President Summers speaks at Morning Prayers
Speaking at Morning Prayers Friday, Sept. 21, Harvard President Lawrence H. Summers offered comfort and support to the campus while highlighting the University’s unique responsibility in the face of last week’s attacks.
“We can uphold civility and reason, the values for which we stand, in the face of terror and fanaticism,” Summers said. “We can, and we will, debate means and tactics, but all will share in the national and global commitment to victory in the struggle against terrorism,” he said.
“We can – and we will – practice inclusiveness and understanding in stark repudiation of prejudice and hatred, and refuse in this community to tolerate intolerance.”
Summers spoke of the university as a community in which to seek comfort and as an institution of higher learning that will help further understanding of the terrorist attacks. Acknowledging that some might find their daily tasks, from studying to teaching to managing, less meaningful in light of recent events, Summers stressed that this ongoing work “matters more than it ever did.”
“We support ourselves, our community, and our society every hour of every day when we carry forward the important work of learning and teaching, thinking and discussing – that is what this community is about,” he said.
“Despite what has happened, we will cherish the ideals on which this university and our nation were founded all the more,” he said.
Friday’s Morning Prayers were moved from their usual home in Appleton Chapel to Memorial Church to accommodate more participants. Summers admitted that although he expected that his first months at Harvard would bring visits to many parts of the University, “this pulpit was not one of them.” The Rev. Professor Peter J. Gomes, Plummer Professor of Christian Morals and Pusey Minister in the Memorial Church, closed the service with prayer.
Peace rally draws few students
“What do we want? Peace! When do we want it? Now!” The familiar chant began halfway through a rally in front of Widener Library at noon, Sept. 20, despite an announcement by senior Stephen Smith that there would be “no chanting, no cheering.”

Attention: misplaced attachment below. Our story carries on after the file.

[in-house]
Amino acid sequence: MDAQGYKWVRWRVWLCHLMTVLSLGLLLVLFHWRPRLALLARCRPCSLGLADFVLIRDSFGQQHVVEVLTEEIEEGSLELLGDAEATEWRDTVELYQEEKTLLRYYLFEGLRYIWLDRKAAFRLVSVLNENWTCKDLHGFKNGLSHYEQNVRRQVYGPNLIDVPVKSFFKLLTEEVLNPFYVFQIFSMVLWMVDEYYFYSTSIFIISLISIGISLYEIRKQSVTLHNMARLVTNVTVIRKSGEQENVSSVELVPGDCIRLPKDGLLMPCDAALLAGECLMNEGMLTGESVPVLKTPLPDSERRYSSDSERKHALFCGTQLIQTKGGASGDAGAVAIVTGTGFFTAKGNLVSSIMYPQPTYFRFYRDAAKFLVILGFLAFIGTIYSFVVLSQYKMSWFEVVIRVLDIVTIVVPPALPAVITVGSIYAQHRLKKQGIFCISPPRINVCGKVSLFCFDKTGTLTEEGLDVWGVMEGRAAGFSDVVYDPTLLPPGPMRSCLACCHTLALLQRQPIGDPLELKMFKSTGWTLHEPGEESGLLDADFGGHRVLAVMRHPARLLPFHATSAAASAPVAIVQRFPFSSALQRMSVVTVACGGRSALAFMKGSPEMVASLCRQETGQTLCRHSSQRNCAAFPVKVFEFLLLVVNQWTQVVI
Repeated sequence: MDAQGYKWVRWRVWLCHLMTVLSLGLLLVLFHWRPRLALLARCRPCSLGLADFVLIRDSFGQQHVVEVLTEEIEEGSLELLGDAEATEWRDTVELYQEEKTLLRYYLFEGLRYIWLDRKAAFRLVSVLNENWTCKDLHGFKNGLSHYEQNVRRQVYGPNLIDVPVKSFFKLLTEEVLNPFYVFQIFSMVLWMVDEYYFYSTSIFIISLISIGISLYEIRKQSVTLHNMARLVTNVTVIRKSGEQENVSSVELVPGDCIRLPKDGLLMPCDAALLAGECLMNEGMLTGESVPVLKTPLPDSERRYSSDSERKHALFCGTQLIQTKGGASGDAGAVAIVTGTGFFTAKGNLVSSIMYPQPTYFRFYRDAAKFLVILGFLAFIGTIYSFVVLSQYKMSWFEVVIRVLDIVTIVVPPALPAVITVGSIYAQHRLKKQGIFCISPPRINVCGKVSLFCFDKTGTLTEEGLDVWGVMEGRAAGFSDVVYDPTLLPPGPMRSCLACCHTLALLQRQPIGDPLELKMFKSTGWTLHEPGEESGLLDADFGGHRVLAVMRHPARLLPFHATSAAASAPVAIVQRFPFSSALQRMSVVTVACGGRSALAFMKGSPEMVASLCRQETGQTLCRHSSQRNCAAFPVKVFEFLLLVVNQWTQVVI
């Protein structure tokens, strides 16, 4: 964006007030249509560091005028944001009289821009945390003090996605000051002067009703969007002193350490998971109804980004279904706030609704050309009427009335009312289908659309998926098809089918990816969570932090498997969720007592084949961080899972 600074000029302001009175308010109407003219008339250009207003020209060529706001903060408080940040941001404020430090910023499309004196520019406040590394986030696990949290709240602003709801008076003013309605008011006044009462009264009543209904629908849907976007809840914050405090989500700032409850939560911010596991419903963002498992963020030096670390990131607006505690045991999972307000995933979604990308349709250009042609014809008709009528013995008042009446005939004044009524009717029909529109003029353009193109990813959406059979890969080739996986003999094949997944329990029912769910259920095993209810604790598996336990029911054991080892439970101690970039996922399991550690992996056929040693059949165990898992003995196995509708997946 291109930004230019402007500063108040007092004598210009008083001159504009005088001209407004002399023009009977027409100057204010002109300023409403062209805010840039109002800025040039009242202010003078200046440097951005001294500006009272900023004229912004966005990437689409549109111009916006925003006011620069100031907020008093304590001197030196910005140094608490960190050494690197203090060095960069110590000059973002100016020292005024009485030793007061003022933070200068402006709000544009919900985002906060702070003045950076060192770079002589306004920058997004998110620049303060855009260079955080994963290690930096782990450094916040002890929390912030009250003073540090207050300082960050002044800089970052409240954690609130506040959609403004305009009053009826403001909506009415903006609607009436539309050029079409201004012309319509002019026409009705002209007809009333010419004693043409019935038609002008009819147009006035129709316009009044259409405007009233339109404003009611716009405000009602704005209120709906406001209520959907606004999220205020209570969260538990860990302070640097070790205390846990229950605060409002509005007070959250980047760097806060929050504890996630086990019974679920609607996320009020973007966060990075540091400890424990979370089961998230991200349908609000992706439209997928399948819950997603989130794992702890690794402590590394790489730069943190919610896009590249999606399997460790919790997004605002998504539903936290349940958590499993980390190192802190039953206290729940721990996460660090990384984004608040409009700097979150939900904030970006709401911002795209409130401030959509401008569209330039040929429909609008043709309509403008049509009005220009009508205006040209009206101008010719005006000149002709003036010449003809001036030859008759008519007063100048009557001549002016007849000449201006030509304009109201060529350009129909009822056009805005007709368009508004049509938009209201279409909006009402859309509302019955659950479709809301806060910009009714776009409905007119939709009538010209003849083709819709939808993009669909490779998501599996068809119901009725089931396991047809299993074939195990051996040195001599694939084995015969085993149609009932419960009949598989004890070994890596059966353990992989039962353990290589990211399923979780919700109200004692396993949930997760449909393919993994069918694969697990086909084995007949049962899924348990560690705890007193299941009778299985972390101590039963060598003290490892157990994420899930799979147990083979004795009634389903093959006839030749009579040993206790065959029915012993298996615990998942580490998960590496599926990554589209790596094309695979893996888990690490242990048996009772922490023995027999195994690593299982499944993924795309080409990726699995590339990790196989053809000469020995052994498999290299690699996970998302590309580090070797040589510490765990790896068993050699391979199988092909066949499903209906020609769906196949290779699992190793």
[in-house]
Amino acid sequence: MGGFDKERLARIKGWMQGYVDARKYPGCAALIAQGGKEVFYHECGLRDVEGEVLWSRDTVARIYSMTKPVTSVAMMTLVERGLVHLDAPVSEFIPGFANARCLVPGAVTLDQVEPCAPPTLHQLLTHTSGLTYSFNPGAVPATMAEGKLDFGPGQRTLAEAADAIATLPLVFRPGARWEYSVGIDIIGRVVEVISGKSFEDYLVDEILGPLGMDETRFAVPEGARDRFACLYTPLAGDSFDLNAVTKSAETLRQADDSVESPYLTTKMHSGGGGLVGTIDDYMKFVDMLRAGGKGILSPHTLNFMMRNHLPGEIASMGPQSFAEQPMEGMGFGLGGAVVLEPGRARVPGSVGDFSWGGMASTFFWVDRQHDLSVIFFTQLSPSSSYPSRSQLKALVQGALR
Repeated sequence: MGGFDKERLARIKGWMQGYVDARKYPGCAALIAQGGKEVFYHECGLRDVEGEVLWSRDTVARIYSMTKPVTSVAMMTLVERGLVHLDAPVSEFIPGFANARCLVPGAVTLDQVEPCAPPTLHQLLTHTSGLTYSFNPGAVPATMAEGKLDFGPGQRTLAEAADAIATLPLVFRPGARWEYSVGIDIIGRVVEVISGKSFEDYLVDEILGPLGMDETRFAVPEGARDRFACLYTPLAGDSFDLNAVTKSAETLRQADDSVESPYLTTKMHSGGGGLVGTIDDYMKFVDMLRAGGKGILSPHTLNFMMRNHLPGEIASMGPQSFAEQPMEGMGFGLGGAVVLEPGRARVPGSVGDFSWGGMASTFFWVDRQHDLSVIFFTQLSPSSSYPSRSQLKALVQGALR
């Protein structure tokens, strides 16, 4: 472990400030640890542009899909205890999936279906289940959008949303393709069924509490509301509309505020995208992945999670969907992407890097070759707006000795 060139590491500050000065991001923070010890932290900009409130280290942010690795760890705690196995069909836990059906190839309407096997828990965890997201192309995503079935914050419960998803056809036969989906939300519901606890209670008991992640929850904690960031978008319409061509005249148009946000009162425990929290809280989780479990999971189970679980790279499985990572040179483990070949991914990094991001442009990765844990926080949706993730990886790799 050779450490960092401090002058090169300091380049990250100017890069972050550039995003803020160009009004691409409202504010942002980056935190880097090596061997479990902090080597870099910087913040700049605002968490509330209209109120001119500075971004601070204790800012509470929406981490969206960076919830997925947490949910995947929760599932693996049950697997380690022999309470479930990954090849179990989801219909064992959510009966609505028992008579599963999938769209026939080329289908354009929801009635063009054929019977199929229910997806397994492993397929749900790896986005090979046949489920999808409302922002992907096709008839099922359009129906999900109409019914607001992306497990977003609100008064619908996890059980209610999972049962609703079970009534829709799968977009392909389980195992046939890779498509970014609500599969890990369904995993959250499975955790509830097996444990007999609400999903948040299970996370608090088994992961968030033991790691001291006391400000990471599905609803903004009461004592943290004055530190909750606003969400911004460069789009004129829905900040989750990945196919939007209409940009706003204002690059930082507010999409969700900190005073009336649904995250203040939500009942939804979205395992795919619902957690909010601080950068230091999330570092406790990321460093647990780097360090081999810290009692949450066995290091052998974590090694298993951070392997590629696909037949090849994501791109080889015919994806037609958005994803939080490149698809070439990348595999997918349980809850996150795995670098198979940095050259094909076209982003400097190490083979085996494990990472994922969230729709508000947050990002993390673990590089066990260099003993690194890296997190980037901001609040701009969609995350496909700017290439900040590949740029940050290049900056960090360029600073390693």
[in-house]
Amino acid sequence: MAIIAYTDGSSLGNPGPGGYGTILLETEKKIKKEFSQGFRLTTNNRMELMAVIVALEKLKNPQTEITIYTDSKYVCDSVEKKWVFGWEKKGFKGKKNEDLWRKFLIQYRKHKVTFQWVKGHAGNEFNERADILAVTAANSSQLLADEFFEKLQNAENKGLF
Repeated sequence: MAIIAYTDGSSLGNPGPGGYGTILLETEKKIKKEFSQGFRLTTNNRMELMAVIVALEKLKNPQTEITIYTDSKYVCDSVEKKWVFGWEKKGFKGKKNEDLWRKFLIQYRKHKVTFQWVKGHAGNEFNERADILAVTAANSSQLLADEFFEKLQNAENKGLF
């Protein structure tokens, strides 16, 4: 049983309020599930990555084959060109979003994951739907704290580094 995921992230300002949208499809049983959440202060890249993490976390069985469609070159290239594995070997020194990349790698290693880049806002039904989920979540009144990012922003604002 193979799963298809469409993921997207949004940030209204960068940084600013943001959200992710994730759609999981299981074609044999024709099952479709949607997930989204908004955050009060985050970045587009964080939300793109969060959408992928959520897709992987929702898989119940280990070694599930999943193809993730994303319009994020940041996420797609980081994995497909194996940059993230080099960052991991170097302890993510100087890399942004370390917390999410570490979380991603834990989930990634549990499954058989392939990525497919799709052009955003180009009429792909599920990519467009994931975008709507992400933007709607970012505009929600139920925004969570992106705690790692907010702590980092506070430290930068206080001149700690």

Smith had asked for “somber but purposeful mourning” for the lives lost in the Sept. 11 terrorist attacks and a “reasoned, just, and forward-looking response to the tragedy.” Except for the brief outburst, he got it. Addressing the crowd of 300 or so via bullhorn, the half-dozen speakers maintained the dignified, responsible tone Smith had asked for.
Brian Palmer, lecturer in the study of religion, spoke of the innocent lives that may be lost if America goes to war and asked for “a moment of silent mourning for those who have been murdered and those whose continuing breath is in our hands.”
Tim McCarthy, lecturer in history and literature, praised those “all over the world who extended themselves,” but deplored those “who are deploying rhetoric and deploying troops without thinking before they speak.”
Freshman Alisa Khan spoke of her Muslim faith and said, “Now is not the time to harm innocent people.” Mica Pollock, an anthropologist on the faculty of the Graduate School of Education, urged America’s leaders to join in “a global alliance to investigate violence in all its forms,” and to work for world peace. “World peace is what Tuesday’s martyrs truly deserve as their monument.”